Idrija In Your Pocket

If you mention the name Idrija to most Slovenes, two words immediately come to mind (mercury and lace), perhaps followed shortly thereafter by a third (žlikrofi). The discovery of the what would grow to become the world's second largest mercury mine here in 1490 led to nearly 500 years of prosperity and growth associated with the mining industry, while a unique lacemaking tradition developed amongst the wives and daughters of miners, which still continues to this day. The trifecta is rounded out by žlikrofi, a distinctive ravioli-like culinary speciality that became Slovenia's first officially protected dish in 2010.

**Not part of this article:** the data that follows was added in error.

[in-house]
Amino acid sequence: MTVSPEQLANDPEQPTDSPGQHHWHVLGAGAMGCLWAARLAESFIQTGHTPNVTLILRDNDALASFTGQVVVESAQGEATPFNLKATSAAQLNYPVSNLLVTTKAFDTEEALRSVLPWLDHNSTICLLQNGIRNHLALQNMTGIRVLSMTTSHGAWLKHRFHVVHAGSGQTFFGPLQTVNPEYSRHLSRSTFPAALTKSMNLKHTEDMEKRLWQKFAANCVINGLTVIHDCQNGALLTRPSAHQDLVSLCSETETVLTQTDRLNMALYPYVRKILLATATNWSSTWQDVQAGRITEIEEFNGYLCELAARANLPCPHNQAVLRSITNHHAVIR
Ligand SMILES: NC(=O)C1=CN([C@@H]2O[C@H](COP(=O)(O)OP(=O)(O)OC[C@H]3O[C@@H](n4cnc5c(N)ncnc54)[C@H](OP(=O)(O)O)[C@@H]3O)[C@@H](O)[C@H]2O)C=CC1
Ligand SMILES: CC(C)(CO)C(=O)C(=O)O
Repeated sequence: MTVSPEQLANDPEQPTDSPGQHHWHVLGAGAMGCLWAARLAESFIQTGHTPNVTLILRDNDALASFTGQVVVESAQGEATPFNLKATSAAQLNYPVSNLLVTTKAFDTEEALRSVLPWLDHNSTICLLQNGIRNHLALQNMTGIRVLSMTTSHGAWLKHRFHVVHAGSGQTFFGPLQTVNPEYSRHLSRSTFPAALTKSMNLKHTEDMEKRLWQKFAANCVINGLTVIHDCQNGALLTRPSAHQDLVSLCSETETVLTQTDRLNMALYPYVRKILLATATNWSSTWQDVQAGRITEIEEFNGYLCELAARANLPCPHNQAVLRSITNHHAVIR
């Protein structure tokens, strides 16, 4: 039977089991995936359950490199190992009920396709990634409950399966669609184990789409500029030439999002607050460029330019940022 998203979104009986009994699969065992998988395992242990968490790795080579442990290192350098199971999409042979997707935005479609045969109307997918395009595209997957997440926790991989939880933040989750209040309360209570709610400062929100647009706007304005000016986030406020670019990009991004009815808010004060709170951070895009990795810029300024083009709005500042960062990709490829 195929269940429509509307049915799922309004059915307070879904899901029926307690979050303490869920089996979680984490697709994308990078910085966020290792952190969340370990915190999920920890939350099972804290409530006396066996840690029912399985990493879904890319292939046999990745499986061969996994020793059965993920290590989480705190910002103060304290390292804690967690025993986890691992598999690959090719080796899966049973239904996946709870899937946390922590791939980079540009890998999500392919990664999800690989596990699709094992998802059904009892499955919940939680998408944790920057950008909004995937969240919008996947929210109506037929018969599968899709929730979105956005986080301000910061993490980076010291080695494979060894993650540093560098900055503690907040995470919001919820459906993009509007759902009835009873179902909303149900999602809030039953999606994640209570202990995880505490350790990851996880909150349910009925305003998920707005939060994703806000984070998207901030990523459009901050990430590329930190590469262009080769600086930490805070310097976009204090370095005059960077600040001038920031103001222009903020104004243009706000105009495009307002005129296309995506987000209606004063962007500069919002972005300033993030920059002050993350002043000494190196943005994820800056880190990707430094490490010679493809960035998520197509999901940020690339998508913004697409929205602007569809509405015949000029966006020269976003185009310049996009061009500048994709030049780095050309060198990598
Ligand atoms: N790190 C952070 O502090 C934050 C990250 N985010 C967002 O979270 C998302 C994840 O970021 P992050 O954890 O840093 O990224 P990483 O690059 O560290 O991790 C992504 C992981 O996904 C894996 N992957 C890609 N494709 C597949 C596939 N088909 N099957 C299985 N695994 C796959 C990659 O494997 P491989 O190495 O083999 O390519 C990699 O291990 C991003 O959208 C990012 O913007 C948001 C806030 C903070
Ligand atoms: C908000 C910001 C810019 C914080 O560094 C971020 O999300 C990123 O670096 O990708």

While this would be enough to put most towns of around 12,000 residents on the map, Idrija's tourism offer goes well beyond its most famous individual elements, combining its rich historical, industrial, natural and cultural heritage into one well-organised package. Within easy driving distance from both the Mediterranean coast and the Slovene capital Ljubljana, Idrija nevertheless feels as if it's hidden away from the outside world by the three plateaus that converge around it. Thanks to this natural beauty (which includes the country's first protected natural monument) and perhaps even more so to the foresight that led local industries to diversify away from mining, Idrija was not only able to avoid the economic hardships that befell other former mining towns, but has continued to prosper as a tourist destination - the culmination of which was its designation as a European Destination of Excellence in 2011.
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